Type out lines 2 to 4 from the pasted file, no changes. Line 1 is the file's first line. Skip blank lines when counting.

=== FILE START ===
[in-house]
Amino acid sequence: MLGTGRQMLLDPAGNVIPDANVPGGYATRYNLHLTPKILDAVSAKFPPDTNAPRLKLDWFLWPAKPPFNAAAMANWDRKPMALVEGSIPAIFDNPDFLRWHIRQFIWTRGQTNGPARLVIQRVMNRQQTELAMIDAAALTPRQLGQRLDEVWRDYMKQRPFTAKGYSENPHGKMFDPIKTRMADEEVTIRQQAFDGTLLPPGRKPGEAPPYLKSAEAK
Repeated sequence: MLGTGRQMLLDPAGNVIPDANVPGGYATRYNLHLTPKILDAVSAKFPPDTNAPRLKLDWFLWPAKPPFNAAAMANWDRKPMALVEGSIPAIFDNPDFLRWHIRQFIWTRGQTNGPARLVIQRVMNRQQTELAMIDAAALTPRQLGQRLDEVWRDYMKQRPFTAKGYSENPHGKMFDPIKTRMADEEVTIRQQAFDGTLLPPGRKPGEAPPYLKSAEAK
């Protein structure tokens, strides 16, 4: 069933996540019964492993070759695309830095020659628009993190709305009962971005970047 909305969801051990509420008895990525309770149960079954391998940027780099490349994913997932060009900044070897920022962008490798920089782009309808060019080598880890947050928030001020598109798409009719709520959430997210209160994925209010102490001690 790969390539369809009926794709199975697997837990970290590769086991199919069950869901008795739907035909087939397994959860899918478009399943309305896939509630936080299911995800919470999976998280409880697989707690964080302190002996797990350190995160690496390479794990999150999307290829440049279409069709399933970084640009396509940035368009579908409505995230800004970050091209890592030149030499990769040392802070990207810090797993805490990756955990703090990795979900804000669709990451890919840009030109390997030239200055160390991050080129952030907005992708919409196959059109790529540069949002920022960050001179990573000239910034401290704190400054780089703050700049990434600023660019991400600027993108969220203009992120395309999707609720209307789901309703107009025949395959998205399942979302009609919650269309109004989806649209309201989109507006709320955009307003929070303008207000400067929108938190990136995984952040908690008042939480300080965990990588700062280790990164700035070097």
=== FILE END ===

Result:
Amino acid sequence: MLGTGRQMLLDPAGNVIPDANVPGGYATRYNLHLTPKILDAVSAKFPPDTNAPRLKLDWFLWPAKPPFNAAAMANWDRKPMALVEGSIPAIFDNPDFLRWHIRQFIWTRGQTNGPARLVIQRVMNRQQTELAMIDAAALTPRQLGQRLDEVWRDYMKQRPFTAKGYSENPHGKMFDPIKTRMADEEVTIRQQAFDGTLLPPGRKPGEAPPYLKSAEAK
Repeated sequence: MLGTGRQMLLDPAGNVIPDANVPGGYATRYNLHLTPKILDAVSAKFPPDTNAPRLKLDWFLWPAKPPFNAAAMANWDRKPMALVEGSIPAIFDNPDFLRWHIRQFIWTRGQTNGPARLVIQRVMNRQQTELAMIDAAALTPRQLGQRLDEVWRDYMKQRPFTAKGYSENPHGKMFDPIKTRMADEEVTIRQQAFDGTLLPPGRKPGEAPPYLKSAEAK
């Protein structure tokens, strides 16, 4: 069933996540019964492993070759695309830095020659628009993190709305009962971005970047 909305969801051990509420008895990525309770149960079954391998940027780099490349994913997932060009900044070897920022962008490798920089782009309808060019080598880890947050928030001020598109798409009719709520959430997210209160994925209010102490001690 790969390539369809009926794709199975697997837990970290590769086991199919069950869901008795739907035909087939397994959860899918478009399943309305896939509630936080299911995800919470999976998280409880697989707690964080302190002996797990350190995160690496390479794990999150999307290829440049279409069709399933970084640009396509940035368009579908409505995230800004970050091209890592030149030499990769040392802070990207810090797993805490990756955990703090990795979900804000669709990451890919840009030109390997030239200055160390991050080129952030907005992708919409196959059109790529540069949002920022960050001179990573000239910034401290704190400054780089703050700049990434600023660019991400600027993108969220203009992120395309999707609720209307789901309703107009025949395959998205399942979302009609919650269309109004989806649209309201989109507006709320955009307003929070303008207000400067929108938190990136995984952040908690008042939480300080965990990588700062280790990164700035070097």